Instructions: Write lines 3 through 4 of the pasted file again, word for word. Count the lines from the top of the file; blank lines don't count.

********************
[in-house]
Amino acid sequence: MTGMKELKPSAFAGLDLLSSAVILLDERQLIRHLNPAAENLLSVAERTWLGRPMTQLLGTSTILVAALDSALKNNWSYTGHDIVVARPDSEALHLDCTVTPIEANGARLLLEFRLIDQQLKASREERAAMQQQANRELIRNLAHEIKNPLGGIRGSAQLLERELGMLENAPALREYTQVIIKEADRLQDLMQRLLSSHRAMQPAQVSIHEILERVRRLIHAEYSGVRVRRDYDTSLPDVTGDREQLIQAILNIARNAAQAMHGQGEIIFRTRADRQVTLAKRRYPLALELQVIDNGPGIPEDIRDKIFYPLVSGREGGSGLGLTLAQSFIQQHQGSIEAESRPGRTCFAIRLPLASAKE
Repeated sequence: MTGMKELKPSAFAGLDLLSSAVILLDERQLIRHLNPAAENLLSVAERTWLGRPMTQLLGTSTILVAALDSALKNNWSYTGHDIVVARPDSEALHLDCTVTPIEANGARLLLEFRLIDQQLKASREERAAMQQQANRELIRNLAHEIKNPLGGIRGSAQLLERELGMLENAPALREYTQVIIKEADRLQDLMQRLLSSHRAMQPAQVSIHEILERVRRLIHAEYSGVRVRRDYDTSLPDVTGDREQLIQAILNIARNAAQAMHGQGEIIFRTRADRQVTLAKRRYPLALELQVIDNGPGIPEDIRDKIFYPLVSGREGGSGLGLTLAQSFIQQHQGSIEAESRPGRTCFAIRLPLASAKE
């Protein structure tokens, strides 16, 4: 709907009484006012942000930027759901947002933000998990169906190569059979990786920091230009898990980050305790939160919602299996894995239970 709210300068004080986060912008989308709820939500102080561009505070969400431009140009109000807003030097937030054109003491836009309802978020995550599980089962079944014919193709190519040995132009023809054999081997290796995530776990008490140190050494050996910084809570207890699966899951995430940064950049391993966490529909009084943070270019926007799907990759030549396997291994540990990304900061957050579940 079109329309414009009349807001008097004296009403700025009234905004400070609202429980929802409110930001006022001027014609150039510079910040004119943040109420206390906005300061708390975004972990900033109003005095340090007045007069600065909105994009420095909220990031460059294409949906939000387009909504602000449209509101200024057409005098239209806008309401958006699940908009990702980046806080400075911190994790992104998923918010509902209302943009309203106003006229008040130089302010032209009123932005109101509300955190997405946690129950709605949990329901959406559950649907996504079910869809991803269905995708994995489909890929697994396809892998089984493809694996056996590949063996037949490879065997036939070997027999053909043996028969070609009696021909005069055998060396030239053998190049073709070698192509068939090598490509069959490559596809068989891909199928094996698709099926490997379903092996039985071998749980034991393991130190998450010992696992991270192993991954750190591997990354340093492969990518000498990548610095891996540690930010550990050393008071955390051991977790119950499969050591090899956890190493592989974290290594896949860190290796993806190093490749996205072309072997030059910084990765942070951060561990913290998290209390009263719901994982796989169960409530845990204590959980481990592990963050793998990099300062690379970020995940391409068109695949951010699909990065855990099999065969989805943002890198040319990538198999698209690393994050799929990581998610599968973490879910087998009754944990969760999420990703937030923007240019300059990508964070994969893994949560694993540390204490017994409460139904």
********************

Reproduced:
Repeated sequence: MTGMKELKPSAFAGLDLLSSAVILLDERQLIRHLNPAAENLLSVAERTWLGRPMTQLLGTSTILVAALDSALKNNWSYTGHDIVVARPDSEALHLDCTVTPIEANGARLLLEFRLIDQQLKASREERAAMQQQANRELIRNLAHEIKNPLGGIRGSAQLLERELGMLENAPALREYTQVIIKEADRLQDLMQRLLSSHRAMQPAQVSIHEILERVRRLIHAEYSGVRVRRDYDTSLPDVTGDREQLIQAILNIARNAAQAMHGQGEIIFRTRADRQVTLAKRRYPLALELQVIDNGPGIPEDIRDKIFYPLVSGREGGSGLGLTLAQSFIQQHQGSIEAESRPGRTCFAIRLPLASAKE
């Protein structure tokens, strides 16, 4: 709907009484006012942000930027759901947002933000998990169906190569059979990786920091230009898990980050305790939160919602299996894995239970 709210300068004080986060912008989308709820939500102080561009505070969400431009140009109000807003030097937030054109003491836009309802978020995550599980089962079944014919193709190519040995132009023809054999081997290796995530776990008490140190050494050996910084809570207890699966899951995430940064950049391993966490529909009084943070270019926007799907990759030549396997291994540990990304900061957050579940 079109329309414009009349807001008097004296009403700025009234905004400070609202429980929802409110930001006022001027014609150039510079910040004119943040109420206390906005300061708390975004972990900033109003005095340090007045007069600065909105994009420095909220990031460059294409949906939000387009909504602000449209509101200024057409005098239209806008309401958006699940908009990702980046806080400075911190994790992104998923918010509902209302943009309203106003006229008040130089302010032209009123932005109101509300955190997405946690129950709605949990329901959406559950649907996504079910869809991803269905995708994995489909890929697994396809892998089984493809694996056996590949063996037949490879065997036939070997027999053909043996028969070609009696021909005069055998060396030239053998190049073709070698192509068939090598490509069959490559596809068989891909199928094996698709099926490997379903092996039985071998749980034991393991130190998450010992696992991270192993991954750190591997990354340093492969990518000498990548610095891996540690930010550990050393008071955390051991977790119950499969050591090899956890190493592989974290290594896949860190290796993806190093490749996205072309072997030059910084990765942070951060561990913290998290209390009263719901994982796989169960409530845990204590959980481990592990963050793998990099300062690379970020995940391409068109695949951010699909990065855990099999065969989805943002890198040319990538198999698209690393994050799929990581998610599968973490879910087998009754944990969760999420990703937030923007240019300059990508964070994969893994949560694993540390204490017994409460139904």